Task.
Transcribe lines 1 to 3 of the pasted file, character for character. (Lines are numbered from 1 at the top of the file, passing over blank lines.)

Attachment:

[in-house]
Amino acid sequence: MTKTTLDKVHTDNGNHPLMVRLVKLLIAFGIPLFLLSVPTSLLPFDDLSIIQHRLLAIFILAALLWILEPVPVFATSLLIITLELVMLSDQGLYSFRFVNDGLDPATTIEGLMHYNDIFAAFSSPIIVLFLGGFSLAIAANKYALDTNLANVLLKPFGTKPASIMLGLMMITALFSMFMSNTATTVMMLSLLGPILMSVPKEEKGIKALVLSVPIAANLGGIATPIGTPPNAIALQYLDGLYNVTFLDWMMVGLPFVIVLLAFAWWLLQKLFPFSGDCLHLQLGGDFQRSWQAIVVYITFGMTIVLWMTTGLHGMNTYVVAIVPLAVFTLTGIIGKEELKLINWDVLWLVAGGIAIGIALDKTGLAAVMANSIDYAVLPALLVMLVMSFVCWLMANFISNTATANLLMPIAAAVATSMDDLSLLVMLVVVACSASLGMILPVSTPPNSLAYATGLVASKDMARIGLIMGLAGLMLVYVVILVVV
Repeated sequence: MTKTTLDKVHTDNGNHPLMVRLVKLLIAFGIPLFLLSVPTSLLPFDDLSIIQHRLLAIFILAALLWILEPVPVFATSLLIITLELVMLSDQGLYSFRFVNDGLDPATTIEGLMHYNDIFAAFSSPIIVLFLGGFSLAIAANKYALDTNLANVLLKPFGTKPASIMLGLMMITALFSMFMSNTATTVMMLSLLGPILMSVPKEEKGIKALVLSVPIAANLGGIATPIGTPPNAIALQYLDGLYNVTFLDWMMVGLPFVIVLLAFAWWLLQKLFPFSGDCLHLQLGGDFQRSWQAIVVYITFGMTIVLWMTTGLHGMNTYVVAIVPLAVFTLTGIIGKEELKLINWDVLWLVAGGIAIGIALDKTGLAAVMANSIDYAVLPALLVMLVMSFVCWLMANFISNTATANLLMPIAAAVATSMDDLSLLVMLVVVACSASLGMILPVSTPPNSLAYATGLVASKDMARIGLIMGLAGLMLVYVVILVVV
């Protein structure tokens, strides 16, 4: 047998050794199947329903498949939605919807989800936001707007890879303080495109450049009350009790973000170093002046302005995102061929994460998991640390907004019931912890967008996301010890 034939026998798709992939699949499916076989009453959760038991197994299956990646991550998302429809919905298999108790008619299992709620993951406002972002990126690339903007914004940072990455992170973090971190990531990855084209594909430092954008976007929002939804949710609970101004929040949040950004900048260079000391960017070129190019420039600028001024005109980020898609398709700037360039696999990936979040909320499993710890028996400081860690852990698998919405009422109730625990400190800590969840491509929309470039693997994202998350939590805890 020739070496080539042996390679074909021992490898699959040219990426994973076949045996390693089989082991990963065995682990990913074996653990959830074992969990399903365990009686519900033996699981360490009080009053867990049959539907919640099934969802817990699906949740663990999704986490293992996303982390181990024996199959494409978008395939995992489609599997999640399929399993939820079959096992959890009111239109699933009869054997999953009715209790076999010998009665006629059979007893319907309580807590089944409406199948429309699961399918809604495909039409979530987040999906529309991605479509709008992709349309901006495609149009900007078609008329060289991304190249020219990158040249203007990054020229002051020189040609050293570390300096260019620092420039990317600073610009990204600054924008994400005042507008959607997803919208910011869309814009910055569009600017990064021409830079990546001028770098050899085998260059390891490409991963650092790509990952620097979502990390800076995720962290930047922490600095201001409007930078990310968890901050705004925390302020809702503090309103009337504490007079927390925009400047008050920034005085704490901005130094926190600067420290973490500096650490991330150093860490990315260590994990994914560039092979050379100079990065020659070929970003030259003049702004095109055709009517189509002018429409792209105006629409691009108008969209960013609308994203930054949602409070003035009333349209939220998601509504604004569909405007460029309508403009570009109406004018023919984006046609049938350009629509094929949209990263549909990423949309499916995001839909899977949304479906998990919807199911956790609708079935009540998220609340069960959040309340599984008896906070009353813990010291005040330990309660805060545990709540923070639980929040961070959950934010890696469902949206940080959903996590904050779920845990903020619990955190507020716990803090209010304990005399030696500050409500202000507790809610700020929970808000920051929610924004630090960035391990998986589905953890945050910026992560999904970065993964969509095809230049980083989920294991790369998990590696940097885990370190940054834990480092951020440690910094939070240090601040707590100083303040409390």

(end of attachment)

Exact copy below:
[in-house]
Amino acid sequence: MTKTTLDKVHTDNGNHPLMVRLVKLLIAFGIPLFLLSVPTSLLPFDDLSIIQHRLLAIFILAALLWILEPVPVFATSLLIITLELVMLSDQGLYSFRFVNDGLDPATTIEGLMHYNDIFAAFSSPIIVLFLGGFSLAIAANKYALDTNLANVLLKPFGTKPASIMLGLMMITALFSMFMSNTATTVMMLSLLGPILMSVPKEEKGIKALVLSVPIAANLGGIATPIGTPPNAIALQYLDGLYNVTFLDWMMVGLPFVIVLLAFAWWLLQKLFPFSGDCLHLQLGGDFQRSWQAIVVYITFGMTIVLWMTTGLHGMNTYVVAIVPLAVFTLTGIIGKEELKLINWDVLWLVAGGIAIGIALDKTGLAAVMANSIDYAVLPALLVMLVMSFVCWLMANFISNTATANLLMPIAAAVATSMDDLSLLVMLVVVACSASLGMILPVSTPPNSLAYATGLVASKDMARIGLIMGLAGLMLVYVVILVVV
Repeated sequence: MTKTTLDKVHTDNGNHPLMVRLVKLLIAFGIPLFLLSVPTSLLPFDDLSIIQHRLLAIFILAALLWILEPVPVFATSLLIITLELVMLSDQGLYSFRFVNDGLDPATTIEGLMHYNDIFAAFSSPIIVLFLGGFSLAIAANKYALDTNLANVLLKPFGTKPASIMLGLMMITALFSMFMSNTATTVMMLSLLGPILMSVPKEEKGIKALVLSVPIAANLGGIATPIGTPPNAIALQYLDGLYNVTFLDWMMVGLPFVIVLLAFAWWLLQKLFPFSGDCLHLQLGGDFQRSWQAIVVYITFGMTIVLWMTTGLHGMNTYVVAIVPLAVFTLTGIIGKEELKLINWDVLWLVAGGIAIGIALDKTGLAAVMANSIDYAVLPALLVMLVMSFVCWLMANFISNTATANLLMPIAAAVATSMDDLSLLVMLVVVACSASLGMILPVSTPPNSLAYATGLVASKDMARIGLIMGLAGLMLVYVVILVVV